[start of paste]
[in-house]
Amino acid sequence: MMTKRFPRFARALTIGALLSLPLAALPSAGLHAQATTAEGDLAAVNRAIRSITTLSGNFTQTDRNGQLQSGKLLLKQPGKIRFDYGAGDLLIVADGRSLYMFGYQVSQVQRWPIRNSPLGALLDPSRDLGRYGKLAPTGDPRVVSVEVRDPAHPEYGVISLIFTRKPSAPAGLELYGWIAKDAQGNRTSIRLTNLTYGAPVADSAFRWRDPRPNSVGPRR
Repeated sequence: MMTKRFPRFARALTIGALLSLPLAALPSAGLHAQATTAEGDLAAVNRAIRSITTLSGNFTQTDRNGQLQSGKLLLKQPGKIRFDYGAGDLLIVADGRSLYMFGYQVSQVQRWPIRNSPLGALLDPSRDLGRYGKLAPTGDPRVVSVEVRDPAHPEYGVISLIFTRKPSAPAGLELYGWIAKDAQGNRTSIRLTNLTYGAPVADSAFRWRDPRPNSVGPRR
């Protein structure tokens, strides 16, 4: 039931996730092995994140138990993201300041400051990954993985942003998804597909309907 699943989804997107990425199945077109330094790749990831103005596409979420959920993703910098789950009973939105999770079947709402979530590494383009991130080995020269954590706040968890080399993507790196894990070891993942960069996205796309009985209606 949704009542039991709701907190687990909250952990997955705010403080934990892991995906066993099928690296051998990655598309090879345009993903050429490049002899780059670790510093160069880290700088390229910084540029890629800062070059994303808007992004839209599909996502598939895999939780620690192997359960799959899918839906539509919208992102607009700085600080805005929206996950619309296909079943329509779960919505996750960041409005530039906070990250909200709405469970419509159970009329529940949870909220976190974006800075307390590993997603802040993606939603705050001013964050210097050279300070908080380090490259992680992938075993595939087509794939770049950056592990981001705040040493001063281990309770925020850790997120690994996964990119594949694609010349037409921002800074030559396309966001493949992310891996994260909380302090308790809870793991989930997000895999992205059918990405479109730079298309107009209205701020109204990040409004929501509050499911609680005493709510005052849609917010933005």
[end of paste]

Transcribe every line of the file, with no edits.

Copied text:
[in-house]
Amino acid sequence: MMTKRFPRFARALTIGALLSLPLAALPSAGLHAQATTAEGDLAAVNRAIRSITTLSGNFTQTDRNGQLQSGKLLLKQPGKIRFDYGAGDLLIVADGRSLYMFGYQVSQVQRWPIRNSPLGALLDPSRDLGRYGKLAPTGDPRVVSVEVRDPAHPEYGVISLIFTRKPSAPAGLELYGWIAKDAQGNRTSIRLTNLTYGAPVADSAFRWRDPRPNSVGPRR
Repeated sequence: MMTKRFPRFARALTIGALLSLPLAALPSAGLHAQATTAEGDLAAVNRAIRSITTLSGNFTQTDRNGQLQSGKLLLKQPGKIRFDYGAGDLLIVADGRSLYMFGYQVSQVQRWPIRNSPLGALLDPSRDLGRYGKLAPTGDPRVVSVEVRDPAHPEYGVISLIFTRKPSAPAGLELYGWIAKDAQGNRTSIRLTNLTYGAPVADSAFRWRDPRPNSVGPRR
């Protein structure tokens, strides 16, 4: 039931996730092995994140138990993201300041400051990954993985942003998804597909309907 699943989804997107990425199945077109330094790749990831103005596409979420959920993703910098789950009973939105999770079947709402979530590494383009991130080995020269954590706040968890080399993507790196894990070891993942960069996205796309009985209606 949704009542039991709701907190687990909250952990997955705010403080934990892991995906066993099928690296051998990655598309090879345009993903050429490049002899780059670790510093160069880290700088390229910084540029890629800062070059994303808007992004839209599909996502598939895999939780620690192997359960799959899918839906539509919208992102607009700085600080805005929206996950619309296909079943329509779960919505996750960041409005530039906070990250909200709405469970419509159970009329529940949870909220976190974006800075307390590993997603802040993606939603705050001013964050210097050279300070908080380090490259992680992938075993595939087509794939770049950056592990981001705040040493001063281990309770925020850790997120690994996964990119594949694609010349037409921002800074030559396309966001493949992310891996994260909380302090308790809870793991989930997000895999992205059918990405479109730079298309107009209205701020109204990040409004929501509050499911609680005493709510005052849609917010933005």